At times it feels like dance music has nowhere left to go, no stone left to upturn when it comes to the different styles within its grasp. House, garage, techno, trance – all these and more are now established for 20 years and more, and in many respects feel like they have been done to death.
Yet every so often along comes an album that makes you nod appreciatively, and realise that a gap in the stylistic market has been found that we never knew existed, or that a particular kind of emotion has been expressed through a medium that we’ve not heard before.
John Talabot’s debut long player is one such album. fIN – the reason for the florid ‘f’ unknown – is a beguiling piece of work, a succession of textures, loops, beats and atmospheres realised in such a way that it gives you either a warm glow, a heady rush of euphoria or a slight sense of melancholy, depending on your listening circumstances. What is certain though is that this is music that connects, with the brain and the feet in particular, leaving its understated mark.
What has clearly helped with the creation of this record is that Talabot hasn’t rushed it. He’s been around for some time, knocking out well received 12-inch releases for Hivern Dis and Young Turks before finding a natural home at Munich label Permanent Vacation, who specialise in that brand of slowed-down disco and house hybrids that give off such an appealing warmth.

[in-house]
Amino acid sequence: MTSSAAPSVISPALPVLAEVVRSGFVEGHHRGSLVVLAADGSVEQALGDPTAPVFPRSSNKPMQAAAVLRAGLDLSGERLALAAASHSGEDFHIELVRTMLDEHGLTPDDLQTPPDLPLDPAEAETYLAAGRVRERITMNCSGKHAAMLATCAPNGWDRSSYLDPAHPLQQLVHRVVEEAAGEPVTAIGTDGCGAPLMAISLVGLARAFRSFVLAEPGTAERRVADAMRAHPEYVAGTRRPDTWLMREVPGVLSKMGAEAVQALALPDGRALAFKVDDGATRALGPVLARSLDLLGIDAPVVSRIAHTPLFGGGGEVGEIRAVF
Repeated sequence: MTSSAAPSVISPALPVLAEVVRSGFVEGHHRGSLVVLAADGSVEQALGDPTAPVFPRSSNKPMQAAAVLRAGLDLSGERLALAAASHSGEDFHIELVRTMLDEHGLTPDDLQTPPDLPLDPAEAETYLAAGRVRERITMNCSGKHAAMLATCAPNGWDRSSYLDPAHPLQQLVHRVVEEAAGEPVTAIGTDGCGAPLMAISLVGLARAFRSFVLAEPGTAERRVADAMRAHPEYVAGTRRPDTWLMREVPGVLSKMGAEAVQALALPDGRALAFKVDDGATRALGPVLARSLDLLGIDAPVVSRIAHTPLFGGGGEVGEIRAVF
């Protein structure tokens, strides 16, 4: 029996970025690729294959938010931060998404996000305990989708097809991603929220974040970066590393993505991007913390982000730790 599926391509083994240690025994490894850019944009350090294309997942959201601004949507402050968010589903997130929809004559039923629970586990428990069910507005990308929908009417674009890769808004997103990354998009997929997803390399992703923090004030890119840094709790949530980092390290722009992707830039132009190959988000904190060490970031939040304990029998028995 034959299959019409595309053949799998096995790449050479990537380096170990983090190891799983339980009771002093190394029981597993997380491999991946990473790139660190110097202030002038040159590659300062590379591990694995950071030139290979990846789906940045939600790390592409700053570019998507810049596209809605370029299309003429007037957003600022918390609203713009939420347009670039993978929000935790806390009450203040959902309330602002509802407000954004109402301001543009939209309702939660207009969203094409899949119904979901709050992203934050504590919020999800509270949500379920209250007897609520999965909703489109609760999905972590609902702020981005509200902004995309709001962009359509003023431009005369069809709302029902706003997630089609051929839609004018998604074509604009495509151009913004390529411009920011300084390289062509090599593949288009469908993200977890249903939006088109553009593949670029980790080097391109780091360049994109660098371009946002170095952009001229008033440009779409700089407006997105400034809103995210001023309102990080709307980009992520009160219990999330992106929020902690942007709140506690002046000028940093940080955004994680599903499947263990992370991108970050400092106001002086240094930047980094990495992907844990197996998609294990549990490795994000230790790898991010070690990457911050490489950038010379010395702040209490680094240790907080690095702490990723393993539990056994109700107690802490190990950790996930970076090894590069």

That warmth is present here, felt in tracks like When The Past Was Present, which sports a virtually untempered block keyboard riff straight out of 1992, cosying up to the Liquid rave anthem Sweet Harmony for company. Depak Ine, the rather fine opening statement, is more spacious and chilled, but cleverly keeps a sense of forward movement throughout, a technique Talabot shows himself to be very adept at applying.
There are two tracks with guest vocalist Pional, one of which, Destiny, swoons as it shows off Talabot’s capability towards a genuine pop song. The simplest of riffs builds and leads to a catchy chorus, hinting at M83 along the way. Meanwhile El Oeste explores the darker side and a potential for hidden menace, the sleights of its pitch adjustments faintly disturbing, particularly given the warmer climes explored by Talabot elsewhere.
This is, then, a remarkably assured and instinctive piece of work, one that speaks of good times on the dancefloor while not being afraid to throw in more poignant and affecting emotions, all wrapped up in clothing that falls nicely on an ambient blend of disco and house. Even in these congested musical times, it arrives at that happy knack of being one of its kind.